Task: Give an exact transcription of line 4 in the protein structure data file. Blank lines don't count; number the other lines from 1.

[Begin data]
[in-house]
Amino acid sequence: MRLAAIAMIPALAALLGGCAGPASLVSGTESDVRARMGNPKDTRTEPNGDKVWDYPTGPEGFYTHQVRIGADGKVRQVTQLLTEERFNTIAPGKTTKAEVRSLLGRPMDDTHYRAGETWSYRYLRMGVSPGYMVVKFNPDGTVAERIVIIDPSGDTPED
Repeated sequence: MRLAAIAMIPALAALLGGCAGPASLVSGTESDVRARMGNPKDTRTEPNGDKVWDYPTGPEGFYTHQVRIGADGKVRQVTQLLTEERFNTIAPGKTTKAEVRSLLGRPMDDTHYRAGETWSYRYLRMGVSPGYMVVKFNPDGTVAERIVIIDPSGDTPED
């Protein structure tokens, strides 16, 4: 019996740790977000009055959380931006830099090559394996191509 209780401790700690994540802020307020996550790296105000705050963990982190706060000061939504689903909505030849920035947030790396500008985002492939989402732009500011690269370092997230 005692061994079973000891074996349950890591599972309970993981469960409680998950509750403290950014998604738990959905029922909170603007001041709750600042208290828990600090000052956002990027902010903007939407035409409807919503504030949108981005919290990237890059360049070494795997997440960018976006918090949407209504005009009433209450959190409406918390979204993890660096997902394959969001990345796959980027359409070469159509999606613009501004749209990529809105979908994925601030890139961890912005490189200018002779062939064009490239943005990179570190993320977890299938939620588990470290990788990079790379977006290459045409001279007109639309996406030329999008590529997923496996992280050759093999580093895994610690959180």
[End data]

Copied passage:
């Protein structure tokens, strides 16, 4: 019996740790977000009055959380931006830099090559394996191509 209780401790700690994540802020307020996550790296105000705050963990982190706060000061939504689903909505030849920035947030790396500008985002492939989402732009500011690269370092997230 005692061994079973000891074996349950890591599972309970993981469960409680998950509750403290950014998604738990959905029922909170603007001041709750600042208290828990600090000052956002990027902010903007939407035409409807919503504030949108981005919290990237890059360049070494795997997440960018976006918090949407209504005009009433209450959190409406918390979204993890660096997902394959969001990345796959980027359409070469159509999606613009501004749209990529809105979908994925601030890139961890912005490189200018002779062939064009490239943005990179570190993320977890299938939620588990470290990788990079790379977006290459045409001279007109639309996406030329999008590529997923496996992280050759093999580093895994610690959180």